Inside James J. Robinson's Political Photobook
"We represent what is usually skipped over, discarded or transparently tokenised."
Our pal James J. Robinson just made his first photobook, in which he casually deconstructs white beauty in fashion photography and advocates for sustainability. The smart guy cast legends like Raenee Sydney and Madeleine Madden, alongside cool youths from South Korea and Japan, in immersive images designed to challenge the oppressive norms that exist within the fashion industry/whole world.
Called After Hours, the project saw James shoot by street light at night in an effort to promote waste reduction by showing that you don't need to hire a million lights in order to ~get the shot~.
We sat down with James to talk about the cool utopia he seeks to create in his inclusive photos.
Alexandra Manatakis: You are primarily a filmmaker, what made you want to produce a photobook?
James J. Robinson: In creativity, I find that any art form has an avenue of quick expression — if you are a painter you can do a quick drawing, etc. but if you are a filmmaker, it's impossible to just instantly make a film when you are feeling inspired. So photography has become my way of expressing cinematic creative impulses. It still requires the same general skills — casting, location scouting, choosing cameras and lighting — but it's just a quicker way to practice them.
Can you give us a bit of background on After Hours? What inspired the project?
I guess, artistically, my inspiration was the same as it is for everything I do: Japanese auteur Yasujiro Ozu and his films that focus on "moments in-between". His films will cut away to random shots irrelevant to the progression of plot and this invokes a kind of poetic realism around characters that extends their world beyond what we see on screen. Ozu, and other filmmakers who use similar techniques, like Hayao Miyazaki and Hirokazu Kore-eda, tend to describe this as "mu" or "ma" and it stresses the importance of the interval or negative space. In After Hours, by shooting exclusively at night, we worked during the in-between of busy weekdays and took advantage of this calm temporal moment when most people have switched off.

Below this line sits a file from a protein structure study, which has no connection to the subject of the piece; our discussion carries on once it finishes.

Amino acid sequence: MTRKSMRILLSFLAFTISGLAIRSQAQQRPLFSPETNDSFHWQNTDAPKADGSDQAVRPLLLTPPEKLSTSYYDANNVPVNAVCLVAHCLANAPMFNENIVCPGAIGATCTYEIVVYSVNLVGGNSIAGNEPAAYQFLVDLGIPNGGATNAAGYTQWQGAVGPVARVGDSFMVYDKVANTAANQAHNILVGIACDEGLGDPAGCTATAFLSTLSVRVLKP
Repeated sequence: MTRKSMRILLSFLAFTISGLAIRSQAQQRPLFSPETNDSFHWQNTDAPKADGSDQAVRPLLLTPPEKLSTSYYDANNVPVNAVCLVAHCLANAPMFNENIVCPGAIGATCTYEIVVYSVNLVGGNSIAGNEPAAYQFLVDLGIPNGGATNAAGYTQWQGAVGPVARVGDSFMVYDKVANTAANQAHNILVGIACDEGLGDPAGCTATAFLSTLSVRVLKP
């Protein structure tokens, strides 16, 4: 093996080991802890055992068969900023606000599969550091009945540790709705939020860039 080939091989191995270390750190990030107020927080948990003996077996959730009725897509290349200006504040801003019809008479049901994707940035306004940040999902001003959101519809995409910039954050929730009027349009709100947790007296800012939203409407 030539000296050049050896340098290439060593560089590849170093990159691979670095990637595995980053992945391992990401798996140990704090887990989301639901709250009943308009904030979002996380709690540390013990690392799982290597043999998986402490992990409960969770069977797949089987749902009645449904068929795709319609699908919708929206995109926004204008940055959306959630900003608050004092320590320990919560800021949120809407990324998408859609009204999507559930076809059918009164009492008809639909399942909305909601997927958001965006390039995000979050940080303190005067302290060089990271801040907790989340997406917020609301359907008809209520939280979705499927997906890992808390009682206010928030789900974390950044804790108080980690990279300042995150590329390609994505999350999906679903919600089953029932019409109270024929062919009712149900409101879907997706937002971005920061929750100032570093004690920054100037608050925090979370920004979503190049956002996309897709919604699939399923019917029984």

Are there any specific Ozu films that informed After Hours?
The idea for After Hours was informed by Martin Scorsese's After Hours as well as an Ozu film called That Night's Wife. It's one of his silent films made in 1930 that happens over the course of one night, and it captures this dichotomy of night being both peaceful and totally chaotic. I shot in so many places around the world, mostly after midnight, and it's interesting to see this dichotomy first-hand. For example, shooting in Jonggak (Seoul) there was this frantic post-midnight chaos of people enjoying the nightlife but this is totally antithetical to shooting at the same time in Melbourne's suburbs where it's totally peaceful.
There are some strong political and social motivations behind the book, can you talk us through those?
Basically what I am trying to explore through the book is the question: can I make fashion photography political? Can I express my opinions on institutional racism and environmentalism through a creative medium that is primarily used to sell things? Obviously there are exceptions to this, but in general, I do heaps of fashion photography and find it draining as an artist because it's difficult to assert meaning when you're so focused on making the product or model look good.
How do you hope to challenge or change that?
When you look at fashion photography as a medium, it is so frequently used to normalise this idea of white beauty. As a person of colour, understanding the way that the media enforces hegemonic white beauty through fashion photography is something that I'm motivated to deconstruct. It also all goes back to that concept of "mu" — if white beauty is the prevailing archetype of fashion photography then my cast of minorities is the "in-between" — we represent what is usually skipped over, discarded or transparently tokenised.